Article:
Now, with the confirmation of their retirement, it’s time to use some of those interviews and the history-making achievements on their record to convey and appreciate their singular excellence.

*By the numbers: Virtue and Moir are one of two teams to win two Olympic ice dance golds, one of two to win three medals (gold-silver-gold; the other team, Marina Klimova and Sergei Ponomarenko of the Soviet Union, won bronze-silver-gold.) With two team event medals, silver and gold, Virtue and Moir have a record five Olympic figure skating medals.

In 2010, they were the youngest to win Olympic ice dance gold and the first Olympic dance champions from outside Europe. In 2018, he was the fourth-oldest man, she the third-oldest woman to win ice dance gold. They had competed against their final coaches, Marie-France Dubreuil and Patrice Lauzon, at Skate Canada in … 2006.

*British ice dance team Penny Coomes and Nicholas Buckland used their 2018 Olympic short dance as homage to their compatriots, Jayne Torvill and Christopher Dean, who dazzled the world with their innovative, thematic programs en route to the 1984 Olympic gold medal. Coomes and Buckland see Virtue and Moir’s skating as an extension of what Torvill and Dean had done.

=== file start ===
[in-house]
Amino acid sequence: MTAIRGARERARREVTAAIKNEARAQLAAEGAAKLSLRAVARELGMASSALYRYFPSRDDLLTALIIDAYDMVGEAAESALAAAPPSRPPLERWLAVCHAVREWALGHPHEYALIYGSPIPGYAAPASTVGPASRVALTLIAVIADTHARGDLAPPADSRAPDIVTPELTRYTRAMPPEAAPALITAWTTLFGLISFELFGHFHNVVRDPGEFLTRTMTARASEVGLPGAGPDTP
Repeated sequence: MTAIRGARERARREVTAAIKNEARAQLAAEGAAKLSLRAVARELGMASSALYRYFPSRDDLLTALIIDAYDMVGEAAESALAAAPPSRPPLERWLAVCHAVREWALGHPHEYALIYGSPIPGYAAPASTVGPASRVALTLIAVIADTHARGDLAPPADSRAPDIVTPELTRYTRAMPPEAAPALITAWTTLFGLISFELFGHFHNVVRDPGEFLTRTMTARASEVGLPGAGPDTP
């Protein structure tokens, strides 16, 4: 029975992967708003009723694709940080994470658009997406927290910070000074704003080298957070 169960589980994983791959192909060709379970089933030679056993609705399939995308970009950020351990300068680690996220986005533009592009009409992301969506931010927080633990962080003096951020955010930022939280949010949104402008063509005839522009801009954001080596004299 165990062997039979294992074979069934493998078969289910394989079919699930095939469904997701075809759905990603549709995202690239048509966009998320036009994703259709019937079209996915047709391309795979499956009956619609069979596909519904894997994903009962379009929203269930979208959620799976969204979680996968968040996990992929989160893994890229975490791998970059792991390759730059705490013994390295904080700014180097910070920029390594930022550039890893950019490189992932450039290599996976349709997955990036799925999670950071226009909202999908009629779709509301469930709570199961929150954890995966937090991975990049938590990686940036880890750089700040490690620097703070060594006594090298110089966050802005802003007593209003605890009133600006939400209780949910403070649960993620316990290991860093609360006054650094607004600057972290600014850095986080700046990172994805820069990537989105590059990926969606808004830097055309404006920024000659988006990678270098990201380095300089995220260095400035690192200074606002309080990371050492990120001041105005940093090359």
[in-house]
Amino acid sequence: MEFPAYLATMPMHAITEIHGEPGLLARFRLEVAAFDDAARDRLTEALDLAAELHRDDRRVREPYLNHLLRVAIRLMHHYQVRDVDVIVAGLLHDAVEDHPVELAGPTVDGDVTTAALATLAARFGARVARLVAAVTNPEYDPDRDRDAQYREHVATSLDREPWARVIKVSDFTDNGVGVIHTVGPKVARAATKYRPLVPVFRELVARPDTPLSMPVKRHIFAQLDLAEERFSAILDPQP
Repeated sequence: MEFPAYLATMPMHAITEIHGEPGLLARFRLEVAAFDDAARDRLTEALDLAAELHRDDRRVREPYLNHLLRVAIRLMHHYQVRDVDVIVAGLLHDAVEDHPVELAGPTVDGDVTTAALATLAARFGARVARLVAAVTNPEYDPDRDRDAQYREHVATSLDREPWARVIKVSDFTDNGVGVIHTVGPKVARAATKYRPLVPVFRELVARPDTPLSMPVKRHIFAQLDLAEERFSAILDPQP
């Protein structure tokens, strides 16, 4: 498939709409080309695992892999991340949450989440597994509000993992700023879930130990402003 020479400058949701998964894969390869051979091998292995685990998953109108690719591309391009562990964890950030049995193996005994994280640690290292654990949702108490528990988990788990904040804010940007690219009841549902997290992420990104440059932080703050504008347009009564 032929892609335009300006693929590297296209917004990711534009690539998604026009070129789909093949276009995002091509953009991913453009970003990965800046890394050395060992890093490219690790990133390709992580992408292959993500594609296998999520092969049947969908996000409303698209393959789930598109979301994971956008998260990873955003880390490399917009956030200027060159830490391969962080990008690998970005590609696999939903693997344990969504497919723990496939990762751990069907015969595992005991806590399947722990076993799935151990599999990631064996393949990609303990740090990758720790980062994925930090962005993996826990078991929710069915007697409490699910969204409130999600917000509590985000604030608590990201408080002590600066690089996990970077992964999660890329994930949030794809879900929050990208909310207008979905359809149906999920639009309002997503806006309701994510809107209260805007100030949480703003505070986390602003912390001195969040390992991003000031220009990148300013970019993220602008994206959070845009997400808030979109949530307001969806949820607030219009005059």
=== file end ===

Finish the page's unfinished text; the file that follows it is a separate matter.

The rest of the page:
“Torvill and Dean reinvigorated ice dance and took it to a place nobody had ever seen,” Coomes said. “Tessa and Scott have picked up that ball and carried it a little further.”

In the mid-1980s, there were few written rules governing ice dance, so Torvill and Dean revised the unwritten rules about programs that had left the discipline in predictable stasis.

By the time Virtue and Moir began senior international competition in fall 2006, the International Skating Union had implemented a scoring and judging system that codified everything, including ice dance.

Then a big piece of the new rules changed after 2010, with the compulsory dances eliminated. Virtue and Moir simply adapted.